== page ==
mean of chronological age (p=0.157). In the present study, a significant difference was obtained in the subjects of group I and group II, (p-value- 0.001 and 0.002, respectively) shows that with advancing age, the size of the dental pulp cavity is reduced as a result of secondary dentin deposition . In this study, there was a marked improvement in the MAE (2.76 years) when compared to earlier studies by, Jeevan et al, in which MAE of 4.28 years using pulp tooth area ratio in maxillary canine and by Matthew et al, using PCTHR alone in which MAE was 6.96 years [1, 22]. This shows that the regression equation derived by using both methods together has a greater accuracy with minimal error.
The procedure using both anterior and posterior teeth together to derive a single regression equation gave more accurate results when compared to other methods used in the past. We can improve the prediction accuracy by deriving a multiple regression equation using multiple teeth or by utilizing other linear measurements in the same teeth reflecting secondary dentin deposition.
ETHICS APPROVAL AND CONSENT TO PARTICIPATE
This study got an Institutional (Vivekanandha Dental College for Women) Ethical Clearance and the reference code for ethical clearance is IEC/VDCW/118/2018
HUMAN AND ANIMAL RIGHTS
No animals/ humans were involved in this research. It’s a retrospective study done using the Orthopantomograph collected from the archives of our institution.
CONSENT FOR PUBLICATION
CONFLICT OF INTEREST
The authors declare no conflict of interest, financial or otherwise.
The study was conducted with the archived files of the author's institution. It was a retrospective analysis of archived files.
Mathew DG, Rajesh S, Koshi E, Priya LE, Nair AS, Mohan A. Adult forensic age estimation using mandibular first molar radiographs: A novel technique. J Forensic Dent Sci 2013; 5(1): 56-9.
Paewinsky E, Pfeiffer H, Brinkmann B. Quantification of secondary dentine formation from orthopantomograms: A contribution to forensic age estimation methods in adults. Int J Legal Med 2005; 119(1): 27-30.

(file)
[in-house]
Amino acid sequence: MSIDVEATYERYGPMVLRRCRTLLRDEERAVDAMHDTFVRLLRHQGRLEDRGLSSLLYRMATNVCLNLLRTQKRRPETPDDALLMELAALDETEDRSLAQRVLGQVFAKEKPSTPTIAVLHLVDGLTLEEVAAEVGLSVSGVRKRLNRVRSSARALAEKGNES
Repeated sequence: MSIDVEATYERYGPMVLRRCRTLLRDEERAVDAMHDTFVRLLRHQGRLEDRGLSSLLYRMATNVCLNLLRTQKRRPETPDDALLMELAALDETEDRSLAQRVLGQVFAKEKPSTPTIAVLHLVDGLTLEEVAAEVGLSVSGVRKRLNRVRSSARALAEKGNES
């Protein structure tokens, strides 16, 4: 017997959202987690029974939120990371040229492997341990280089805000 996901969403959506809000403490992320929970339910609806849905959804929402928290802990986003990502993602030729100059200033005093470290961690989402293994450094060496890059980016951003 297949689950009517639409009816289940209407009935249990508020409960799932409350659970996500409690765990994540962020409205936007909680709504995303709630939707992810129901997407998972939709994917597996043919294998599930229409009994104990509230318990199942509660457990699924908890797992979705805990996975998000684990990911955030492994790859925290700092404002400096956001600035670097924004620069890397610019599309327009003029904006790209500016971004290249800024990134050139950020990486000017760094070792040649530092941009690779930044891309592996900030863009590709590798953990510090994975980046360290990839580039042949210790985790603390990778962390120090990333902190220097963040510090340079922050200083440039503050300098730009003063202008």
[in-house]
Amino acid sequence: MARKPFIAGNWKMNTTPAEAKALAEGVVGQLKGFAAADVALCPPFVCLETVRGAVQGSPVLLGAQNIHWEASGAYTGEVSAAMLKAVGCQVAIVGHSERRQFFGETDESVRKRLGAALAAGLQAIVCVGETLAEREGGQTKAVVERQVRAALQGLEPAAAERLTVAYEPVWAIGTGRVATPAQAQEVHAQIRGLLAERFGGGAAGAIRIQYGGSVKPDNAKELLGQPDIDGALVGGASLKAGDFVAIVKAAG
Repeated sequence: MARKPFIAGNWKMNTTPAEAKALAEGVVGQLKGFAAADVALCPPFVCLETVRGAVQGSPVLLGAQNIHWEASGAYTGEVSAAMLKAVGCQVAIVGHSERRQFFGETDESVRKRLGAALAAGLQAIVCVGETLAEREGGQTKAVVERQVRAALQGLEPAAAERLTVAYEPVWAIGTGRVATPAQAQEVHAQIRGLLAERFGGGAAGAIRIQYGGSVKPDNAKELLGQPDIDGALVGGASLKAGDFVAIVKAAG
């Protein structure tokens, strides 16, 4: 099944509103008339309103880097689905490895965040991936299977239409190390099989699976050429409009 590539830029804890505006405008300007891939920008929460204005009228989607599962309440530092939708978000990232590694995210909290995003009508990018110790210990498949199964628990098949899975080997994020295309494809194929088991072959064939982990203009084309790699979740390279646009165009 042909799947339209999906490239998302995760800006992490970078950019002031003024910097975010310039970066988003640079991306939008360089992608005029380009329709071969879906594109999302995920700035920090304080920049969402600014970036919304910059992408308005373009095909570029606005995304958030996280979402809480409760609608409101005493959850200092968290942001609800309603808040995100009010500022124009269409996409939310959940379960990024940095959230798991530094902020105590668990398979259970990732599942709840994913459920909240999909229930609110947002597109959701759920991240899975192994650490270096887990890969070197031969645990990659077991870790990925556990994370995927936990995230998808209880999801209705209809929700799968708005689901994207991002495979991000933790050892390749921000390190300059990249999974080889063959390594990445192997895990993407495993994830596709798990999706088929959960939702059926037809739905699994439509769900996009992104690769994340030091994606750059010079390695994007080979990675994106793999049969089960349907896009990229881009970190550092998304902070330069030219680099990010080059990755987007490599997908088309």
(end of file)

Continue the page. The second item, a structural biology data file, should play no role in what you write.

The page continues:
Cameriere R, Ferrante L, Belcastro MG, Bonfiglioli B, Rastelli E, Cingolani M. Age estimation by pulp/tooth ratio in canines by mesial and vestibular peri-apical X-rays. J Forensic Sci 2007; 52(5): 1151-5.
Jeevan MB, Kale AD, Angadi PV, Hallikerimath S. Age estimation by pulp/tooth area ratio in canines: Camerier’s method assessed in an Indian sample using radiovisiography. Forensic Sci Int 2011; 204(1): 209e1-5.
open-access license: This is an open access article distributed under the terms of the Creative Commons Attribution 4.0 International Public License (CC-BY 4.0), a copy of which is available at: (https://creativecommons.org/licenses/by/4.0/legalcode). This license permits unrestricted use, distribution, and reproduction in any medium, provided the original author and source are credited.
The study was conducted with the archived files of the author's institution. It was a retrospective analysis of archived files.
Open-Access License: This is an open access article distributed under the terms of the Creative Commons Attribution 4.0 International Public License (CC-BY 4.0), a copy of which is available at: https://creativecommons.org/licenses/by/4.0/legalcode. This license permits unrestricted use, distribution, and reproduction in any medium, provided the original author and source are credited.
Address correspondence to this author at the Department of Oral and Maxillofacial Pathology, Vivekanandha Dental College for Women, Elayampalayam, Tiruchengode, Namakkal (Dist), Tamilnadu, India, 637205; Tel: +917418749401; E-mail: firstname.lastname@example.org